The recent law of concessions (13/2003) provides a satisfactory framework for the contracting and monitoring of PPPs. The law consolidates existing legislation that was previously fragmented. The law generalizes the principle of "economic equilibrium" in these concessions, meaning that the public sector must assume the risks from force majeur or actions taken by the public sector that adversely affect the profitability of the concession. In the case of these events, the public sector must compensate the private concessionary by either raising tolls or extending the concession period. To help quantify such risks, each new concession should be accompanied by a long-term economic and financial plan provided by the concessionary, which must include floors and ceilings on revenues. The "economic equilibrium" concept must be applied symmetrically, implying that when revenues are higher than expected in the financial plan, the government will also receive a share of these additional revenues. The government is also required under the new law to undertake a study of the viability of any proposed concession, which should be made available to the public for two months before the contracting process begins. Another potential fiscal consequence of PPP contracts arises from the guarantee that the public sector must purchase infrastructure assets, at their residual value, in the case of bankruptcy on the part of the private operator.

The fiscal implications of PPPs are not captured in Spanish budget formulation and fiscal reporting. At the state level, these risks are limited, since there are no minimum revenue guarantees or borrowing guarantees. At the regional level, however, the fiscal risks from PPPs are unclear. The absence of a comprehensive registry of the long-term commitments under PPPs hampers such an assessment of these risks.

The accounting of PPPs in Spain’s budgetary accounting differs from ESA-95 and the national accounts presentation of fiscal data. Investments related to PPPs at the state level are always registered as private investment. EUROSTAT has recently ruled that the PPPs in which the private operator receives most of its revenues from the public administration must be classified as private investment if the private operator bears most of the construction, and most of either the performance or demand risks. Spain’s submission of fiscal data on a national accounts basis is expected to adjust to EUROSTAT’s recent ruling.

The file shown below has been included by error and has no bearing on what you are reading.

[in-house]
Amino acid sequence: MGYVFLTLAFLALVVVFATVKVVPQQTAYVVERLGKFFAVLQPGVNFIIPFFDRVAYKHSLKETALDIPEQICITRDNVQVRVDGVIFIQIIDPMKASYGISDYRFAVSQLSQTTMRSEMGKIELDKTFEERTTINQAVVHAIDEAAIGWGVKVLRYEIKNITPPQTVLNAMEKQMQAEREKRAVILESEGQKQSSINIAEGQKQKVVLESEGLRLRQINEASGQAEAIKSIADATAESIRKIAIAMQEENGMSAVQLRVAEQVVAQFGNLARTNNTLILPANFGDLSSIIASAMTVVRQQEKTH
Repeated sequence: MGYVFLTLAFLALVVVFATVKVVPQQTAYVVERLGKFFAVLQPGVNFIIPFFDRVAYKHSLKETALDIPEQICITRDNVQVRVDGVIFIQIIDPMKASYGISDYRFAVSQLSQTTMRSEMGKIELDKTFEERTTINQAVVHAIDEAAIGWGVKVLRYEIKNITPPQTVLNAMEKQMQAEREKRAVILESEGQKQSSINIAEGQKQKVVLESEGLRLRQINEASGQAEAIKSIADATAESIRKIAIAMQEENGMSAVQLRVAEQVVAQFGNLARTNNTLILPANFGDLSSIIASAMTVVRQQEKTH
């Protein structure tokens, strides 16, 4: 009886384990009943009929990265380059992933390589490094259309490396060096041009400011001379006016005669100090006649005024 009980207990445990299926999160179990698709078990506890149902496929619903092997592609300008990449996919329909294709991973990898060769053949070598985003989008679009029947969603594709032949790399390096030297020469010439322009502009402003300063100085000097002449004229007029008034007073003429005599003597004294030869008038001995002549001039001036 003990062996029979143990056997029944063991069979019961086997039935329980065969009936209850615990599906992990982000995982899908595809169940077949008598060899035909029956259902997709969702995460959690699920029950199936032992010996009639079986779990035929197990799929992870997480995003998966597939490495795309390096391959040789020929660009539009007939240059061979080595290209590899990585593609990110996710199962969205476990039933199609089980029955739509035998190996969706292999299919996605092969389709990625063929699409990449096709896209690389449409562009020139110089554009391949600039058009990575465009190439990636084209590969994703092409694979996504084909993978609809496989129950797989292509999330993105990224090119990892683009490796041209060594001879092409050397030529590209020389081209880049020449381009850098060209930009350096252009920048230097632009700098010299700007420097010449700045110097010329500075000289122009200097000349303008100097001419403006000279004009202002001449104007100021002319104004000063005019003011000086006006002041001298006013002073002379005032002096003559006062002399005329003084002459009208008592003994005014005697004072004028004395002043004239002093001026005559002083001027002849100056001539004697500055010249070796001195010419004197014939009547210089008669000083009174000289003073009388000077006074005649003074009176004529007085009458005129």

22. Tax compliance is facilitated by the pervasive use of withholding and extensive efforts to assist taxpayers in fulfilling their tax obligations. The State Agency for Tax Administration (Agencia Estatal de Administración Tributaria, AEAT) publishes annually updated booklets containing the laws and norms pertaining to all state taxes explaining how taxpayers should calculate their tax liabilities. The AEAT provides assistance and information to taxpayers through its website (www.aeat.es), special phone lines, prearranged meetings in customer service offices, personal correspondence,25 and user-friendly and free-of-charge software applications for the self-assessment of tax liabilities. Taxpayers’ inquiries must be answered within a six-month period, and responses of general interest are published on the AEAT’s website. CCAA and municipalities have their own units for the administration of their own taxes. Collaboration with subnational governments takes place through bilateral agreements (e.g., by exchanging information on taxpayers), and through different councils and committees comprised of representatives of the central and regional governments.26